New Zealand MPs united in an informal non-partisan caucus last week were among the first to hear from the new Kiwi chairman of global internet body ICANN, Peter Dengate Thrush.
The Parliamentary Internet Caucus, which Computerworld understands is co-chaired by Communications Minister David Cunliffe and Opposition spokesman Maurice Williamson, had scheduled Dengate Thrush to speak some time ago and it was only fortuitous that he spoke to them just after being elected chairman of ICANN.
The event was closed to journalists, but the topic was internet governance.
Dengate Thrush told Computerworld last week that his speech covered various governance issues and finished with a focus on how ICANN came to be created and its mission.
“We’ve always had bipartisan support at InternetNZ and for InternetNZ’s role at ICANN,” he says.
He covered whether the model was working (it is, he says) and concerns over how to keep it working, as well as some discussion around new generic top-level domains. Also discussed was the suggestion of alternate country code top-level domains, new internationalised domain names for countries in their own scripts, which he says is being worked on in a fast-track process.
Dengate Thrush was elected unanimously as chairman of ICANN last weekend, and is unlikely to avoid controversy there.
The organisation has, in the last few years, survived criticism by some countries that it is controlled by the US. It was, in fact, created to take over tasks previously managed directly by US government agencies and has progressively moved to a “multi-stakeholder” model of governance.
Before that, the body faced down an anti-trust suit from VeriSign, and settled over other matters in dispute. It has also been accused of a lack of financial prudence, controversially rejected a proposed .xxx domain for pornography and bought into a new fight this year when removing the accreditation of domain registrar RegisterFly.
Dengate Thrush had a taste of just how political internet governance issues can be when chairman of the Internet Society of New Zealand (ISOCNZ), now known as InternetNZ. He was at the centre of a debate around the role and performance of New Zealand domain registrar Domainz that in 2001 led to calls for his resignation.
Dengate Thrush says his management style is “inclusive”.
“I chaired InternetNZ through its most difficult period,” he says, “including defamation cases and votes of no confidence, and managed to keep InternetNZ together through that.”
According to Computerworld’s archives, Dengate Thrush was on a working group that produced a report that recommended an ICANN-like restructuring of the way New Zealand domains were administered. That would have opened Domainz up to competition.
Domainz responded with a report of its own and the brouhaha led to a takeover, by a group seeking change and led by former councillor and internet identity David Farrar, at the organisation’s AGM in June 2000.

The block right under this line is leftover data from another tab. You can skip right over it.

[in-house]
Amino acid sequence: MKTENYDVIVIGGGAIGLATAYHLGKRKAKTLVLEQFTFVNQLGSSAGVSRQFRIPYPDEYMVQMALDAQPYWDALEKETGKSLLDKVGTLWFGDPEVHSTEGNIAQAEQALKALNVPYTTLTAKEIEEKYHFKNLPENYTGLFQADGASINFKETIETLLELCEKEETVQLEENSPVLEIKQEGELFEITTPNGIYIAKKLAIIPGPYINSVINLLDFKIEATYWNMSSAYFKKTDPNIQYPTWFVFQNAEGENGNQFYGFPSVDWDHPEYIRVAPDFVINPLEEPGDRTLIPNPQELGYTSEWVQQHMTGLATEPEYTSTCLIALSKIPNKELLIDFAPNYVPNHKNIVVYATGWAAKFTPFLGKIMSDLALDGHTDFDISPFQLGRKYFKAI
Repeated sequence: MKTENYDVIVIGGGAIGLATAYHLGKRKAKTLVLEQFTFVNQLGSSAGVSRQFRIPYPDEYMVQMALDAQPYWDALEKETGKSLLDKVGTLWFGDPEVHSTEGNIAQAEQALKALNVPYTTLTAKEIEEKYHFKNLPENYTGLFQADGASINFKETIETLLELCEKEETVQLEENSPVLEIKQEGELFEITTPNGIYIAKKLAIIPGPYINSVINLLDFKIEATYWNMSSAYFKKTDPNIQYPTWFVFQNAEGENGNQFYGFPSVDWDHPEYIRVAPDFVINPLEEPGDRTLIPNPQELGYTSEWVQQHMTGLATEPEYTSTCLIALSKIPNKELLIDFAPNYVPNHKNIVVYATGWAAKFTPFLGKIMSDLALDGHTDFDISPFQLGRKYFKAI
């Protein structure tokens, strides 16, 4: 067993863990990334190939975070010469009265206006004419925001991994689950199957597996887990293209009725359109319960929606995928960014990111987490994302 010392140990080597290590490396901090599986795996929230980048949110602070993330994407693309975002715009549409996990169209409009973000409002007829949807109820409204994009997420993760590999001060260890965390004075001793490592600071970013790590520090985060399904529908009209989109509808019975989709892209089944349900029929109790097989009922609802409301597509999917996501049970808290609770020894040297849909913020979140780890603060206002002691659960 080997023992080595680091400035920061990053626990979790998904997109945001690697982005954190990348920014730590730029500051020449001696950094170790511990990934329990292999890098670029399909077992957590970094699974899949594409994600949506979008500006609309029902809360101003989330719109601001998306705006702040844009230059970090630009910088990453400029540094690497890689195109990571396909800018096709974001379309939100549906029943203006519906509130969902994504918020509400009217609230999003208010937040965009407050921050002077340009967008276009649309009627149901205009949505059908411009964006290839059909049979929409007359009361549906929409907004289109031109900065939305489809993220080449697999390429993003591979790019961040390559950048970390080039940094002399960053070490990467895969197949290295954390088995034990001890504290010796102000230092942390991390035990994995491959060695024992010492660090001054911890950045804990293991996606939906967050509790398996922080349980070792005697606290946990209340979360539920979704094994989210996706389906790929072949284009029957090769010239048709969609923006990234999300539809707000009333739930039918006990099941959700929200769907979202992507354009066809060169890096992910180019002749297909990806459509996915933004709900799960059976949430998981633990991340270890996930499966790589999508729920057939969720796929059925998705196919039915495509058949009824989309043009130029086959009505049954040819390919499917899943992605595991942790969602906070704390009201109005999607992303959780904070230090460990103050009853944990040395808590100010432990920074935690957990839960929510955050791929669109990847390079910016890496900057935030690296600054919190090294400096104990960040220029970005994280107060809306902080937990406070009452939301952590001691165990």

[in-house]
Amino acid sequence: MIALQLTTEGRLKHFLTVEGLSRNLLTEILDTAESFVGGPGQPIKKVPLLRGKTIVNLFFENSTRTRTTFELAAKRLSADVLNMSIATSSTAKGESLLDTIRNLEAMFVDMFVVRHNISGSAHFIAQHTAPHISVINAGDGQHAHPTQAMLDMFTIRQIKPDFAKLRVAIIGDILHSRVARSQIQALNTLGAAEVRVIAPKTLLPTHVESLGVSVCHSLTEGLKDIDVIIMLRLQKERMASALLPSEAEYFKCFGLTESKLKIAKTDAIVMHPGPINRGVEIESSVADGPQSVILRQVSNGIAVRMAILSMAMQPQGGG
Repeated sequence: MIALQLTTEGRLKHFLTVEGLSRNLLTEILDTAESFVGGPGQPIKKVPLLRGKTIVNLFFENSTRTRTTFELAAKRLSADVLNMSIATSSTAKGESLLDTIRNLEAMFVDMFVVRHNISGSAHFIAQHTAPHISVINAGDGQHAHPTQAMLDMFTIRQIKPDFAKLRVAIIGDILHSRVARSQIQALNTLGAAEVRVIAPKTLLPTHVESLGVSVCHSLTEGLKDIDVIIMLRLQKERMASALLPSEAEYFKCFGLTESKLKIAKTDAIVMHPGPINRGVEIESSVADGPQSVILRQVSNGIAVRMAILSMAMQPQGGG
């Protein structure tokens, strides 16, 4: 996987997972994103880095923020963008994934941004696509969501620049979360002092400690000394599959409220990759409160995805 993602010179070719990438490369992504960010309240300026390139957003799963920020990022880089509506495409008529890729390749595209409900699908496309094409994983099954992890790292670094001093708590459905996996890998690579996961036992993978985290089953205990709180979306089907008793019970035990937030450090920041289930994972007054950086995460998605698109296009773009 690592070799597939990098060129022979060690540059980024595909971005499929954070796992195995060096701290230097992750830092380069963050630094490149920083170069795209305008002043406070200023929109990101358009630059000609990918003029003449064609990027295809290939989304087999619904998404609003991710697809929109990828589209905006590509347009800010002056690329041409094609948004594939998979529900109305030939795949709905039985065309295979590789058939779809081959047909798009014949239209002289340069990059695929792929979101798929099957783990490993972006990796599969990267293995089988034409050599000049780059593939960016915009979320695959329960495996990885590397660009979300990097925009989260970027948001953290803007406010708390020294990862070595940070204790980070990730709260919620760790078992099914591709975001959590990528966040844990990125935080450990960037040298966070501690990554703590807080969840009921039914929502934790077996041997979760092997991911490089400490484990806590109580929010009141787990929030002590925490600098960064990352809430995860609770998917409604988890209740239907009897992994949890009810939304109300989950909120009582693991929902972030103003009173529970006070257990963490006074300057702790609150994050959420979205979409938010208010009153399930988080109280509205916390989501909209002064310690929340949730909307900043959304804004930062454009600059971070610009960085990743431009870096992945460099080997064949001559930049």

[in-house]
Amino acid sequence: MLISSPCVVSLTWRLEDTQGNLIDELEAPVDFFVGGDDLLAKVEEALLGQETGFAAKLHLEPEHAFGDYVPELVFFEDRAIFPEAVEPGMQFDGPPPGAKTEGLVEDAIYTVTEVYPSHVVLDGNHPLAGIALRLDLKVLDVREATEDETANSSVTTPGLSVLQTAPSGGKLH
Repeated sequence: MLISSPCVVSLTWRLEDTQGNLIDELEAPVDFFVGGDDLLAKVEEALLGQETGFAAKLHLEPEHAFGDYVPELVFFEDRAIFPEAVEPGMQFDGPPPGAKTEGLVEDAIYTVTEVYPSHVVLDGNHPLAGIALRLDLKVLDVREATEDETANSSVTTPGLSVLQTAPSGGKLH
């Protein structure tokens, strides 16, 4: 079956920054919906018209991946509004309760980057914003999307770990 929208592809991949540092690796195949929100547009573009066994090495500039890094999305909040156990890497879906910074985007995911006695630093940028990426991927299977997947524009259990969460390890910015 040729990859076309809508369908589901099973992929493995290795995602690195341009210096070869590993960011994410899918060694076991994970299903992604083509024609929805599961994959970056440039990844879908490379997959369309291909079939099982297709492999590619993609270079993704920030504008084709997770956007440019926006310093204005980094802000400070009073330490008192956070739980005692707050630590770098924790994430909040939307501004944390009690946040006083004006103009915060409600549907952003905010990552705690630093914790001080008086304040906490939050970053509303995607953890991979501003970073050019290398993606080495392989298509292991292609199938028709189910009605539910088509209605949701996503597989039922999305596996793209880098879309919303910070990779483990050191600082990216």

Issues got even murkier when Dengate Thrush’s role in deciding to fund a defamation suit by Domainz CEO Patrick O’Brien against ISP director Alan Brown was called into question. In May 2001, that row led to calls for Dengate Thrush’s head. In June he resigned as chairman, saying two terms was quite enough on top of his regular workload as a lawyer. He returned, almost immediately, as head of the international committee of InternetNZ and has since headed the Asia Pacific Top Level Domain Association.
“It’s the largest there is with an extraordinary range of cultures and it has grown and prospered,” he says.
He says his inclusive approach is about making sure people get the information they need to make decisions in time to review that information and with time to make their own views known.
He feels he has learned to sense when there is sufficient support to move forward. “That's the art: when to do that,” he says.
Dengate Thrush shares his to-do list
Dengate Thrush says one of his primary goals as chairman of ICANN will be to maintain its principles – that it is industry led, self-regulated and independent of government.
“That’s about having a single interoperable internet so you can log in and work as if you are in NZ from anywhere,” he says. “It has to work seamlessly from end to end.”
He says the internet has to remain “uncapturable”, not controlled by any one company, person or country.
There is also an immediate programme of work to be addressed. ICANN is preparing 11 test top-level domains (TLDs) that are in non-English scripts as part of a drive to further internationalise the internet.
“These will provide greater facility and ease-of-use for people who don’t have English as their native script,” he says.
Potentially more controversial is the development of more generic TLDs. Dengate Thrush says this has been part of ICANN’s mandate 1998. He says there have been two attempts to do that since, but there has been discontent at the process. His aim is to establish a “safe and orderly” application process.
He says such a process could lead to several thousand generic TLDs in addition to ones already established such as .asia, .biz and .travel.
One ongoing task will be ensuring everyone understands ICANN’s role: coordinating the technical infrastructure of the internet.